Thus, the public fell in love with the simple Suffolk Muse at first sight; and turning to look, when she had passed by, praised her gait, her shape, her countenance, and air, as all enchanting and unrivalled. But meeting her repeatedly afterwards in the walks of Parnassus, and deeming her less fascinating at every interview, that public, whose affections are more variable than the clouds, which change colour in every light, and form in every breeze, soon discerned her homeliness of feature, rusticity of accent, and inelegance of manners.Hence, though familiarity never bred contempt, her modest graces were successively eclipsed by the dazzling pretensions of higher born and higher gifted rivals, so that few continued to behold her with the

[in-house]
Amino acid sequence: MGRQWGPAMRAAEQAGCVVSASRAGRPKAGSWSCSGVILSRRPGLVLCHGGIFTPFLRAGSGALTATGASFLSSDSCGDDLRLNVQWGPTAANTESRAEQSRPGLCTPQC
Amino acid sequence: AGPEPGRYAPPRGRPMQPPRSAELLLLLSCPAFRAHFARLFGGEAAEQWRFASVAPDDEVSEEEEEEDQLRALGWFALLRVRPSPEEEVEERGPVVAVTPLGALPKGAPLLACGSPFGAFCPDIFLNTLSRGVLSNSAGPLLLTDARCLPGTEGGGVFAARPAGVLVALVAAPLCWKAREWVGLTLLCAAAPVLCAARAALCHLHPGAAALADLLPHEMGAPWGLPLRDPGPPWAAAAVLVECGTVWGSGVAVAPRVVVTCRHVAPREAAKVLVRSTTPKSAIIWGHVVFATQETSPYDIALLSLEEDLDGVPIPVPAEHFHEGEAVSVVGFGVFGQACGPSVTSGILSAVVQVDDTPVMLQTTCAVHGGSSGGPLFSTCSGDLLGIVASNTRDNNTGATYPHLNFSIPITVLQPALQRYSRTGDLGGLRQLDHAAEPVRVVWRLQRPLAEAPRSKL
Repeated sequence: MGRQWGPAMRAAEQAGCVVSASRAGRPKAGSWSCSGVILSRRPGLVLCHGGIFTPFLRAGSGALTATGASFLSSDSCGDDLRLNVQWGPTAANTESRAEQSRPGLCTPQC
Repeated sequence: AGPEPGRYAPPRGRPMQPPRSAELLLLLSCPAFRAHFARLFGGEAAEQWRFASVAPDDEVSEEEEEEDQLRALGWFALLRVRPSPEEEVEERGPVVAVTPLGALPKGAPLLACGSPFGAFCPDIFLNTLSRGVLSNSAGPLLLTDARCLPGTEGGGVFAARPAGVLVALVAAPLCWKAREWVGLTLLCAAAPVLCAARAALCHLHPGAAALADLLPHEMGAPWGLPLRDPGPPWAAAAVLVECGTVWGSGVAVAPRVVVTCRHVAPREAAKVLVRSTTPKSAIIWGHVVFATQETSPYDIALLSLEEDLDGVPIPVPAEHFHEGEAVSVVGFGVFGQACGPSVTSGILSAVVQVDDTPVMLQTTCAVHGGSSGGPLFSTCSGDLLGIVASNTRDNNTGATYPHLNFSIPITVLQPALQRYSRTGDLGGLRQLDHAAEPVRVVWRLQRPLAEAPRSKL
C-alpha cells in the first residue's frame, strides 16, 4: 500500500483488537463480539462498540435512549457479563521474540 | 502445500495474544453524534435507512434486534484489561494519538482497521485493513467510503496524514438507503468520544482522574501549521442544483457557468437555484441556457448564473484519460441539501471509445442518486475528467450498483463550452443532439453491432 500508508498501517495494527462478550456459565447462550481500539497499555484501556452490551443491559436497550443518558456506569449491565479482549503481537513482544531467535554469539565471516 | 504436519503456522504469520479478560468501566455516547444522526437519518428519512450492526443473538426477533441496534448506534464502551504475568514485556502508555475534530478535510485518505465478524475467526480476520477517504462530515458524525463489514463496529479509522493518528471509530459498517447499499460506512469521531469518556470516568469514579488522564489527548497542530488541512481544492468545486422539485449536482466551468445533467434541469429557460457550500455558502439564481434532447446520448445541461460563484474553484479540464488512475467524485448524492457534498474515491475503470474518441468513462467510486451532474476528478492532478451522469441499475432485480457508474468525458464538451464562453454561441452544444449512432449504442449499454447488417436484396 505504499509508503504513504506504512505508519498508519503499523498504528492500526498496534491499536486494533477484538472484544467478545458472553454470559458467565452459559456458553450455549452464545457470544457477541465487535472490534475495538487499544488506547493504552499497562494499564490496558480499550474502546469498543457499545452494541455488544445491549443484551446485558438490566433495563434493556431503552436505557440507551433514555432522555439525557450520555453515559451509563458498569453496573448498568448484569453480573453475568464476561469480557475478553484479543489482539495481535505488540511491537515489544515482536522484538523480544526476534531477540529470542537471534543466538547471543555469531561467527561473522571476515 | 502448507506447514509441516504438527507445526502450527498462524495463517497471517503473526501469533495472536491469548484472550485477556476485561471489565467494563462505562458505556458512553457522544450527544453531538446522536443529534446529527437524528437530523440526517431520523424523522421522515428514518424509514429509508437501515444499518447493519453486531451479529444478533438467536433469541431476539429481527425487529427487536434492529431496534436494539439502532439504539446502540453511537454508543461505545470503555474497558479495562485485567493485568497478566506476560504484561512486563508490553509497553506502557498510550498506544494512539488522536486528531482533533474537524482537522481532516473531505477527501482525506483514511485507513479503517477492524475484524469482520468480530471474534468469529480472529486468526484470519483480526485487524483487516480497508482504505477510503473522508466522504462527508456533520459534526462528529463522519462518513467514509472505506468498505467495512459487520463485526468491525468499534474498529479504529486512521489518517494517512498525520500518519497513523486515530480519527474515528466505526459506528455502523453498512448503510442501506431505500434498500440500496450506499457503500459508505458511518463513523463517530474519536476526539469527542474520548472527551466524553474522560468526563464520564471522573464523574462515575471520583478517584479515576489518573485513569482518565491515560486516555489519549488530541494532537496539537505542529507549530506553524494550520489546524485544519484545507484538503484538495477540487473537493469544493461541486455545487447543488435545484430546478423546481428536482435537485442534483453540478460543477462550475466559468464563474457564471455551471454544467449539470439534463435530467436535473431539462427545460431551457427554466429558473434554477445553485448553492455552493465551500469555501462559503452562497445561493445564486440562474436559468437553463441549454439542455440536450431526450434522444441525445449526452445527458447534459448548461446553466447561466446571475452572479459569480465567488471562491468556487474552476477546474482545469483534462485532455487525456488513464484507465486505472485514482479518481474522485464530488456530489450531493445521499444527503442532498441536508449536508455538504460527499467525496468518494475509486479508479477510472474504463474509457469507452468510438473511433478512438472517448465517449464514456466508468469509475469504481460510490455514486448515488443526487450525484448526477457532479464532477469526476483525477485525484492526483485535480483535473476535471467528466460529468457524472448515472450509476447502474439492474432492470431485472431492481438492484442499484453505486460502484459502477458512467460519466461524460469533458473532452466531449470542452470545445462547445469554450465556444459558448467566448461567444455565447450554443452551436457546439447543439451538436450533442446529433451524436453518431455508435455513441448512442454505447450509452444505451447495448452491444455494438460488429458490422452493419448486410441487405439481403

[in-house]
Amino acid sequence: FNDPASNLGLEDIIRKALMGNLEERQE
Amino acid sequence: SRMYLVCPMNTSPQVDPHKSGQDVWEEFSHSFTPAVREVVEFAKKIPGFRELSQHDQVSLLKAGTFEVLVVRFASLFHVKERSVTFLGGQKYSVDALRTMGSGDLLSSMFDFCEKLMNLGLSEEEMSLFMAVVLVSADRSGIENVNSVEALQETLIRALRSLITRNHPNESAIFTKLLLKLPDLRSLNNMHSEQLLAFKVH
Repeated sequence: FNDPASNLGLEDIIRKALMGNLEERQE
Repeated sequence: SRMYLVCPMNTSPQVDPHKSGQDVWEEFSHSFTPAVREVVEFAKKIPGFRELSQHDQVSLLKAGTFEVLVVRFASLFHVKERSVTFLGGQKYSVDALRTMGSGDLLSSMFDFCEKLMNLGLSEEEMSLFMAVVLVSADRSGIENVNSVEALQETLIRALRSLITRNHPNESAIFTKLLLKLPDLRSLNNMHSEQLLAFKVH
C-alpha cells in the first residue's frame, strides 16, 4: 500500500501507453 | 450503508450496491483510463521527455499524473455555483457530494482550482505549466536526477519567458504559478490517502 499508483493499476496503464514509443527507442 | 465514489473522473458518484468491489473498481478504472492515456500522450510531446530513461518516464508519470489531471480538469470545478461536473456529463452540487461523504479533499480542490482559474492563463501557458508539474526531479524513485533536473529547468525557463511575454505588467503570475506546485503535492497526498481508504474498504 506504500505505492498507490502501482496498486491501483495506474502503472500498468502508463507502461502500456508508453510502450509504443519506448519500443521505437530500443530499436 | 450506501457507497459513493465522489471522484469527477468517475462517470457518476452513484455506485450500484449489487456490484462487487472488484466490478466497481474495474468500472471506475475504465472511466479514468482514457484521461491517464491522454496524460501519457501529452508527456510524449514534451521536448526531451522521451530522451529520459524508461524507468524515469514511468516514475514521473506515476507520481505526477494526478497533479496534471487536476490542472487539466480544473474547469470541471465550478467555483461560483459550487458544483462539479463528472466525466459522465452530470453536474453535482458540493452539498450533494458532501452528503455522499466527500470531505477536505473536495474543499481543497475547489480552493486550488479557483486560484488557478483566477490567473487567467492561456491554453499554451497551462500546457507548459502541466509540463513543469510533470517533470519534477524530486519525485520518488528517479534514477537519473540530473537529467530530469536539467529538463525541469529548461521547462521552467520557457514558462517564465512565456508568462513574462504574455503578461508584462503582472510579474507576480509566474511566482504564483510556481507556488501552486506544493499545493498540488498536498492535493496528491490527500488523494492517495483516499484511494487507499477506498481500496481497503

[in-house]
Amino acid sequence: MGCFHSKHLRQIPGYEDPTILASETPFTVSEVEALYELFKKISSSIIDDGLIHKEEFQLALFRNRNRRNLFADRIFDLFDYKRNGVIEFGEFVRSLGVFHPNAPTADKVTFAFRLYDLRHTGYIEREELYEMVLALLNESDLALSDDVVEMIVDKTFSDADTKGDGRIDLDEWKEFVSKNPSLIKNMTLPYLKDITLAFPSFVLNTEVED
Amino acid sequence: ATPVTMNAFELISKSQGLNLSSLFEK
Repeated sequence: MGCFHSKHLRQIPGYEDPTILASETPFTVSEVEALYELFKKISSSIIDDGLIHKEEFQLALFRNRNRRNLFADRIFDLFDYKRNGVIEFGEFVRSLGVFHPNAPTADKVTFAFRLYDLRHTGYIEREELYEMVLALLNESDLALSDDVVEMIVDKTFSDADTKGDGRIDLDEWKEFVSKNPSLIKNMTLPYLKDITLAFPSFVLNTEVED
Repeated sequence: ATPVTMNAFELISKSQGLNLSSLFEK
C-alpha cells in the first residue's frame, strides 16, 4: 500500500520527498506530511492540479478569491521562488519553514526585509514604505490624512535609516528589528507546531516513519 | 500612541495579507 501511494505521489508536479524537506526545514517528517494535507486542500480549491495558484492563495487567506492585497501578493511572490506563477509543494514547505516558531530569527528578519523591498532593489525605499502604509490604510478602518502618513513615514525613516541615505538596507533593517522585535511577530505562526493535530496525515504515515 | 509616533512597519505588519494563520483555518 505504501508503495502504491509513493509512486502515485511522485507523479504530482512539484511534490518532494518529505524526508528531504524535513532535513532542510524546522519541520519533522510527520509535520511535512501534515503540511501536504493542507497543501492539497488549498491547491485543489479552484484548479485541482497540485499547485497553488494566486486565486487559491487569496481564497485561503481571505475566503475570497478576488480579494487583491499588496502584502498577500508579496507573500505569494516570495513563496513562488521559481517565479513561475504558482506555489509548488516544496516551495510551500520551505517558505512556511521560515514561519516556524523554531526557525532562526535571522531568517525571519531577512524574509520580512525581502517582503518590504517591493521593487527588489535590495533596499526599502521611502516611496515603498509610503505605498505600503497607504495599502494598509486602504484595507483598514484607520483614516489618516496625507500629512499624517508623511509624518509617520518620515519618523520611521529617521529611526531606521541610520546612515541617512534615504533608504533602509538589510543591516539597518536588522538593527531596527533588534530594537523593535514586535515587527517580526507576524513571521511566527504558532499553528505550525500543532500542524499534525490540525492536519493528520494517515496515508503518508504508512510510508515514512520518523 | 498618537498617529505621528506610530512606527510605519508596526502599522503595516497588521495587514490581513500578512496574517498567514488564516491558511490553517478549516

partiality of Walter to Jane, in his first love. This poet's real merits must, at any rate, have been considerable, to have survived the indiscreet panegyrics of mistaken friends, and the carping criticisms of fastidious enemies.

Bloomfield excels in description, because he presents images and pictures both of living and inanimate nature, which every unperverted eye recognises at once, and which often occasion not only an emotion of pleasure at finding them in verse, but of surprise also that they were never found there before; because, though perfectly familiar, the originals themselves never touched us so. exquisitely as the poet's exhibition of them does. I prefer an extract on one of the most hackneyed themes of vulgar rhyme, on which he who could produce novelty must have been well entitled to poetic honours. Mentioning the task of Giles, in spring, to watch the new-sown crops, and himself to frighten away the rooks,-or having shot a few of the marauders to hang them up as scarecrows, or spread them out dead on the ground, to warn away their pilfering companions, these lines occur :

6 This task had Giles in fields remote from home;